Drop a half-dozen pumpkin pieces into the batter at a time to coat, then lower them into the hot fat. Cook, turning once, until they are a uniform golden brown. Remove to paper towels to drain. Serve as you go, or keep them warm in a 200 F oven while you fry the rest. The pumpkin will now be perfectly tender. After it has cooled, strain the fat into a large spouted cup or bowl, pour it into a bottle or jar, and save it in the refrigerator for another use.
Yogurt Sauce and Serving
8 oz Greek-style plain yogurt
¼ cup 100% maple syrup
2 T strained cooking juices
Powdered (10x) sugar mixed with cinnamon-sugar for dusting
Blend the yogurt with the maple syrup and reserved cooking juices in a small bowl; garnish with a dash of cinnamon. Sprinkle the fritters generously with the 10x-sugar-cinnamon mixture, and serve with the yogurt sauce and some good, strong coffee.
Pump fritters 1
Safety Note: Pumpkins are hard and unwieldy, so take great care when cutting. Use a small, sharp knife with a rigid blade such as a good-quality 4” parer or an inflexible 6” boning knife; a chef’s knife or cleaver, while perhaps your first instinct, is dangerous for this. Cut the top out first, making small connecting cuts all around; remove, then cut down each side until you can pop it apart. Rinse/dry your hands frequently while cutting; they get slippery. When peeling, be sure to direct the peeler or knife away from you while holding the pumpkin firmly, flesh-side down, on a cutting board.

Monday, November 19, 2007

Happy Thanksgiving: Don’t Forget the Succotash!

Of course you have your own traditions. But I’d like to make a pitch for a dish that surely was part of that first feast at Plymouth Plantation, where the settlers who survived the first brutal winter of famine, disease, and cold ate, thanks to the generosity and pity of the American Indians, their first harvested crops. My grandmother insisted on this each year, and I never, ever ate it. Actually, she could not get anyone else to eat it either, except for my mother.
Now I do eat my succotash, and I love it. There is something wonderfully simple about this dish—nothing but veggies, butter, salt, pepper, and nutmeg—but nevertheless sweet, creamy, tenderly meaty, and satisfying. I use the local lima beans and sweet corn, blanched in a blink and frozen just last month, but quality commercially frozen baby limas and corn do nicely. There’s no recipe per se: just slowly heat the vegetables straight from the freezer in lots of unsalted butter and seasoning until tender. Pop in a splash of heavy cream from time to time—cream improves everything, doesn’t it?—and experience, alongside your turkey, cranberry, and pumpkin pie, the honest pleasure of a truly American meal. And don’t forget to raise a glass of Zinfandel, one of our oldest wines, and say, “thanks.” We are lucky indeed.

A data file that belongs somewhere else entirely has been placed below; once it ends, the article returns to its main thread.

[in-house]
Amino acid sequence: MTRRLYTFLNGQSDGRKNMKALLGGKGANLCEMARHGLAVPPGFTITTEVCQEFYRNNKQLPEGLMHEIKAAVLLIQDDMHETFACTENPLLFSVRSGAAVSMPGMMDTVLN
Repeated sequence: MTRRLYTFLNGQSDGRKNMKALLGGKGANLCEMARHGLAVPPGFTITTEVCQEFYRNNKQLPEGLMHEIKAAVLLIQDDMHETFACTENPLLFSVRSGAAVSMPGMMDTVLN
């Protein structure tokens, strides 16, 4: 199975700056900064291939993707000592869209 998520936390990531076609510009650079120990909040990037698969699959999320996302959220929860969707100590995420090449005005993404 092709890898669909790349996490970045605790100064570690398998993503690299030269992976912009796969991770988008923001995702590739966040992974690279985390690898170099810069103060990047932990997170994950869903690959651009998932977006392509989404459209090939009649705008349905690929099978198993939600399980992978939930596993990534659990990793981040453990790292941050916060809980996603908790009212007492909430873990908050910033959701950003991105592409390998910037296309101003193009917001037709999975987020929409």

Friday, November 16, 2007


Cranberries, like blueberries, are native to North America. They grow on hearty, shrubby, long-lived vines—some in Massachusetts are said to be 150 years old—and have been cultivated since the early 19th century. Today farmers harvest about 40,000 acres a year for sale, 14,000 of them in Massachusetts alone. Being from New Jersey (another major growing area) and then spending most of adulthood in Massachusetts and Rhode Island, I’ve pretty much lived in cranberry country all my life. In the fall (usually early October), if you live near the bogs, it is quite a beautiful sight to see them flooded and ready for gathering.
The association of cranberries with Massachusetts, particularly Cape Cod, is historical as well as geographical. They were first cultivated there, and for nearly two centuries the state has been the site of most advances in methods and equipment used to grow and harvest them. As a source of nourishment, and a useful medicine and dye, they were one of the important wild plants introduced to the Pilgrims by Native Americans.
The Pilgrim connection may be why many people have traditionally thought of cranberries only at Thanksgiving, but thanks to both science and the availability of more ways to eat cranberries, that is changing. While it has long been known that cranberries were high in vitamin C (even before the scientific basis was understood, sailors used cranberries to prevent scurvy), more recent research suggests that cranberries may have promising antibacterial, antioxidant, and anti-cancer properties. In part for these reasons, cranberries in one form or another—dried, juiced, or baked into cakes and muffins—are becoming a year-round habit. I particularly like 100% cranberry juice cut with water, and use it to make mixed drinks and in cooking.
While many, many cultivars of cranberry have been developed, some exclusively for commercial juicing or other purposes, when you buy your cranberries at the market you are likely to be buying something very close to the original. These early varieties, including Early Blacks, Early Reds, and Howes (the very first cultivar, named after the Dennis, Massachusetts man who figured it all out), are still favorites for the table. Cranberries freeze well, so buy an extra bag or two for the freezer; they should not have been previously frozen when you buy them at this time of year—one of the true really fresh native products that are widely available. You can use them straight from the freezer well into the spring and early summer with no loss of quality.